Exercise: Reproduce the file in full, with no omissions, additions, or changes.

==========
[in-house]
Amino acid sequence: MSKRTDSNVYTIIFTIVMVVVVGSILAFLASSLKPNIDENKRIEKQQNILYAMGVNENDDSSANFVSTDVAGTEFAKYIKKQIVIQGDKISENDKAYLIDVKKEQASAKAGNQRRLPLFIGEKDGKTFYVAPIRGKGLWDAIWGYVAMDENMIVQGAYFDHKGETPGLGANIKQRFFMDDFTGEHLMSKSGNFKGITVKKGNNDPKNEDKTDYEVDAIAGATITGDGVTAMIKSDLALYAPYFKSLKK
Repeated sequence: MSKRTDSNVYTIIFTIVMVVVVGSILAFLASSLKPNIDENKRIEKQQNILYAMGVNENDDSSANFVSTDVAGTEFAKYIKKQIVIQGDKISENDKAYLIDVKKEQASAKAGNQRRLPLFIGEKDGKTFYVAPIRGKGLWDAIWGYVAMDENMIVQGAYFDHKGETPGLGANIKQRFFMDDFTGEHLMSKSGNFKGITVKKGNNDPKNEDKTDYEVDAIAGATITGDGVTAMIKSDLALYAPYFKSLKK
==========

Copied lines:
[in-house]
Amino acid sequence: MSKRTDSNVYTIIFTIVMVVVVGSILAFLASSLKPNIDENKRIEKQQNILYAMGVNENDDSSANFVSTDVAGTEFAKYIKKQIVIQGDKISENDKAYLIDVKKEQASAKAGNQRRLPLFIGEKDGKTFYVAPIRGKGLWDAIWGYVAMDENMIVQGAYFDHKGETPGLGANIKQRFFMDDFTGEHLMSKSGNFKGITVKKGNNDPKNEDKTDYEVDAIAGATITGDGVTAMIKSDLALYAPYFKSLKK
Repeated sequence: MSKRTDSNVYTIIFTIVMVVVVGSILAFLASSLKPNIDENKRIEKQQNILYAMGVNENDDSSANFVSTDVAGTEFAKYIKKQIVIQGDKISENDKAYLIDVKKEQASAKAGNQRRLPLFIGEKDGKTFYVAPIRGKGLWDAIWGYVAMDENMIVQGAYFDHKGETPGLGANIKQRFFMDDFTGEHLMSKSGNFKGITVKKGNNDPKNEDKTDYEVDAIAGATITGDGVTAMIKSDLALYAPYFKSLKK